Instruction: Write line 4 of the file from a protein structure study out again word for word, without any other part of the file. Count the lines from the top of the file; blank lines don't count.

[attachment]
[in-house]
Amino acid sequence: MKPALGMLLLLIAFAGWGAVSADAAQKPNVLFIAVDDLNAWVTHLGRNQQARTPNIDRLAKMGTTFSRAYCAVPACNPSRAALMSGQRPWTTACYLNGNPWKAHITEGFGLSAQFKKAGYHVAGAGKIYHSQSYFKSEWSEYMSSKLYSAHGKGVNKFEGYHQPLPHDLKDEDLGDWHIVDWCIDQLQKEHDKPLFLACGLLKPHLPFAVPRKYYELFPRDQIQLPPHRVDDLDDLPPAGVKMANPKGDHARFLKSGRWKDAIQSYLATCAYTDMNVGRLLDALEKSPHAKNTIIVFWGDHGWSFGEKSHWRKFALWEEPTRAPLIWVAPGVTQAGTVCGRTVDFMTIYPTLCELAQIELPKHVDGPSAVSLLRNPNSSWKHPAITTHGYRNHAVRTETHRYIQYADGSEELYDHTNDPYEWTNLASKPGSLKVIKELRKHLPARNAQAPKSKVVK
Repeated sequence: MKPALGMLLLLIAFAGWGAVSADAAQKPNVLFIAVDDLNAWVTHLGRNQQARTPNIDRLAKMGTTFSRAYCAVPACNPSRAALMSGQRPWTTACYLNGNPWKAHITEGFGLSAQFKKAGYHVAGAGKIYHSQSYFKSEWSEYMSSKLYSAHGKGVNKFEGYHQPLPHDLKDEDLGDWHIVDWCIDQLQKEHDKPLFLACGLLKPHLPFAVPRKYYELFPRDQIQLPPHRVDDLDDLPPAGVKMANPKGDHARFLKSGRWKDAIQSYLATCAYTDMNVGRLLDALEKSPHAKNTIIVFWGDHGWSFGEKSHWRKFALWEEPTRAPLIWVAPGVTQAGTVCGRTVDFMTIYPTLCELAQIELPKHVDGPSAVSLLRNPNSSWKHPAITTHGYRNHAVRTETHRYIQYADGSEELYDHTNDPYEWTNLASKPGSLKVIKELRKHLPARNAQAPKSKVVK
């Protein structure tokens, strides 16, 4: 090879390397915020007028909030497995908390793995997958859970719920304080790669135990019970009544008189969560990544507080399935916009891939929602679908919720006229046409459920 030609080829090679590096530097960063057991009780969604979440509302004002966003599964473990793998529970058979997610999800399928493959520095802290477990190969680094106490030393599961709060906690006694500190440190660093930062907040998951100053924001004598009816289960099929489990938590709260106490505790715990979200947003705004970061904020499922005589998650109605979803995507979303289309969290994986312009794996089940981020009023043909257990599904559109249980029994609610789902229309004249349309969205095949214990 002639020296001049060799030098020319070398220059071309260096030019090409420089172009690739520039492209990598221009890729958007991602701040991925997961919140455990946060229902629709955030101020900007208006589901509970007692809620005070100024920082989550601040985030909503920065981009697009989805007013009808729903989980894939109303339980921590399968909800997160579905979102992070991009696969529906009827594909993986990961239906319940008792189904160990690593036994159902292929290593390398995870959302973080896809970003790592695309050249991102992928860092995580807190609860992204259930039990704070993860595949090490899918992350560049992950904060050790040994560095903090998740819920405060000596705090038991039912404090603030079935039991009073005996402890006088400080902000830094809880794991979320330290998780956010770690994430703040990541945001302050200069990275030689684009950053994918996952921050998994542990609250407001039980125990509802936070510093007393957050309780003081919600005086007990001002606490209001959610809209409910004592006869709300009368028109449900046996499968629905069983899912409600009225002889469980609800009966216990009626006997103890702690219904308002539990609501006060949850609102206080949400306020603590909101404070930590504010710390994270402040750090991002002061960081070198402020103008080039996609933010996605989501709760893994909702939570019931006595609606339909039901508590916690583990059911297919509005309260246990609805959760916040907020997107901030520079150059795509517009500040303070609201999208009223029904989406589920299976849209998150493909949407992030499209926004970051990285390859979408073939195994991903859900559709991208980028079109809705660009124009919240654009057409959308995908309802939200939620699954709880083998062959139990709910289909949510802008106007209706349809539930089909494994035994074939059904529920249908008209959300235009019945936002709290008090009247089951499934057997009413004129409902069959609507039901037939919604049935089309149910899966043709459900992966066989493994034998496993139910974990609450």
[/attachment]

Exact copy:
């Protein structure tokens, strides 16, 4: 090879390397915020007028909030497995908390793995997958859970719920304080790669135990019970009544008189969560990544507080399935916009891939929602679908919720006229046409459920 030609080829090679590096530097960063057991009780969604979440509302004002966003599964473990793998529970058979997610999800399928493959520095802290477990190969680094106490030393599961709060906690006694500190440190660093930062907040998951100053924001004598009816289960099929489990938590709260106490505790715990979200947003705004970061904020499922005589998650109605979803995507979303289309969290994986312009794996089940981020009023043909257990599904559109249980029994609610789902229309004249349309969205095949214990 002639020296001049060799030098020319070398220059071309260096030019090409420089172009690739520039492209990598221009890729958007991602701040991925997961919140455990946060229902629709955030101020900007208006589901509970007692809620005070100024920082989550601040985030909503920065981009697009989805007013009808729903989980894939109303339980921590399968909800997160579905979102992070991009696969529906009827594909993986990961239906319940008792189904160990690593036994159902292929290593390398995870959302973080896809970003790592695309050249991102992928860092995580807190609860992204259930039990704070993860595949090490899918992350560049992950904060050790040994560095903090998740819920405060000596705090038991039912404090603030079935039991009073005996402890006088400080902000830094809880794991979320330290998780956010770690994430703040990541945001302050200069990275030689684009950053994918996952921050998994542990609250407001039980125990509802936070510093007393957050309780003081919600005086007990001002606490209001959610809209409910004592006869709300009368028109449900046996499968629905069983899912409600009225002889469980609800009966216990009626006997103890702690219904308002539990609501006060949850609102206080949400306020603590909101404070930590504010710390994270402040750090991002002061960081070198402020103008080039996609933010996605989501709760893994909702939570019931006595609606339909039901508590916690583990059911297919509005309260246990609805959760916040907020997107901030520079150059795509517009500040303070609201999208009223029904989406589920299976849209998150493909949407992030499209926004970051990285390859979408073939195994991903859900559709991208980028079109809705660009124009919240654009057409959308995908309802939200939620699954709880083998062959139990709910289909949510802008106007209706349809539930089909494994035994074939059904529920249908008209959300235009019945936002709290008090009247089951499934057997009413004129409902069959609507039901037939919604049935089309149910899966043709459900992966066989493994034998496993139910974990609450």